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Partners in Crime

15 April 2013, 14:00

Today the City of Cape Town announced that she will pay for tip-offs that lead to arrests related to gangsterism and drugs.

A key argument for the payment of informants is that it gives the police access to the worst of the Cape Flat’s gangsters, the people they can not ordinarily access.  Fear prevents the ordinary citizens from testifying against the people they know are responsible for the most heinous crimes against their very own families and within their immediate communities.

What then drives an informant to risk his life informing on the gangs?  When dealing with criminals the reasons are complex; whilst financial gain will be a clear incentive, career criminals will see informing as a means of obtaining police protection, of personal revenge and more prominently for putting rival gangs out of business.  In the worst cases informants are able to manipulate corrupt or poorly trained police handlers into breaking the law themselves.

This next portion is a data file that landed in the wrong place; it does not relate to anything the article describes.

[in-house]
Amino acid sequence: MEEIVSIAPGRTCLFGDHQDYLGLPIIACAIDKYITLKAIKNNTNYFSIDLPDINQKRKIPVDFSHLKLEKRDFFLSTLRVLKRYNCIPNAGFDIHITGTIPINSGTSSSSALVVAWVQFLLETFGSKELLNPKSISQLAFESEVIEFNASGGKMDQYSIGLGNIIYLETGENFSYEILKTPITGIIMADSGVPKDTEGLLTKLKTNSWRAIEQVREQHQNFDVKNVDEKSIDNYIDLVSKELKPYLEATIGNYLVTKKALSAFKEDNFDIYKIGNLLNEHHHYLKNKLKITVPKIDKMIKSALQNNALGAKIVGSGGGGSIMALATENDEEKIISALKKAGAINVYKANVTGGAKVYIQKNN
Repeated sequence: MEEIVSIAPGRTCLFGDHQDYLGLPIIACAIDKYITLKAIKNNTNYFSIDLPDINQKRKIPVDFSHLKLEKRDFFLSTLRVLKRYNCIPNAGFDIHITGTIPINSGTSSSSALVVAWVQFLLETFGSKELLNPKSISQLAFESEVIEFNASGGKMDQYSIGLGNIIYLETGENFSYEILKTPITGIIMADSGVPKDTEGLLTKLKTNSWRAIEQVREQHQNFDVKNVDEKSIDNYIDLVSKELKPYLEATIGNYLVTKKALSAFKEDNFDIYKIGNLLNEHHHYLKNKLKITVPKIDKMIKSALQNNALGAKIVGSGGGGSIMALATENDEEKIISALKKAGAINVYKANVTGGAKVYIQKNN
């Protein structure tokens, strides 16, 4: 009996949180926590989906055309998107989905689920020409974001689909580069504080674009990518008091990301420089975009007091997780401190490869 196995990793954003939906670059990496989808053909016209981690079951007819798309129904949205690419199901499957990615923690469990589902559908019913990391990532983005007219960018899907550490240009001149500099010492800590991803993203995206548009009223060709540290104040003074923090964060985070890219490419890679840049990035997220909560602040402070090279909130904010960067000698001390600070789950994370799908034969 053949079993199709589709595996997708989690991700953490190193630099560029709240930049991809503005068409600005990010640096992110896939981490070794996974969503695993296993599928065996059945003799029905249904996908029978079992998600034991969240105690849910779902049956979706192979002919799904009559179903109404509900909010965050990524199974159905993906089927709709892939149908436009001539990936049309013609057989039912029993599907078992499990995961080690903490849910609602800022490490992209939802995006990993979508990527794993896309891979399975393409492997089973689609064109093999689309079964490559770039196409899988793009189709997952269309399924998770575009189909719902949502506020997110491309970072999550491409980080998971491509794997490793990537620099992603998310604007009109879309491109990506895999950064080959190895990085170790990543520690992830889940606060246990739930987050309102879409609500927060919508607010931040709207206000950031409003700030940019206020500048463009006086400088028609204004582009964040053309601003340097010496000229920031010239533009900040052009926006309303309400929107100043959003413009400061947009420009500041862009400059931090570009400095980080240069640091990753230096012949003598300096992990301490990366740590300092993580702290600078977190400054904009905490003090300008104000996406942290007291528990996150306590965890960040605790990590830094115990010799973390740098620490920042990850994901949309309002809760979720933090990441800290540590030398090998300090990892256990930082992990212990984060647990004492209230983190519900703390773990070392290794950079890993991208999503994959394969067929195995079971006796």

So how does this benefit the tax payer?  The Police Service would argue that it is impossible to secure convictions against crimes deemed ‘victimless’ such as gangsterism and drug trafficking without using an ‘inside man’.  However, informants have neither reliability nor credibility within the legal system.  Often their witness, though leading to a conviction is not admissible in court.  

The final argument will come down to police resources.  Should the tax payers money be used to fund crime or to prevent it?  The proceeds of payments made to informants will undoubtedly be used to fund further crime.  At a time when the South African Police Service is under global scrutiny for their conduct shouldn’t this money be spent more strategically on improving management methods.  As the Institute for Security Studies (2011) states;  “the extent of corruption is directly related to organizational and managerial shortcomings.”

The Police Service will argue that the ends justifies the means, but does it really?

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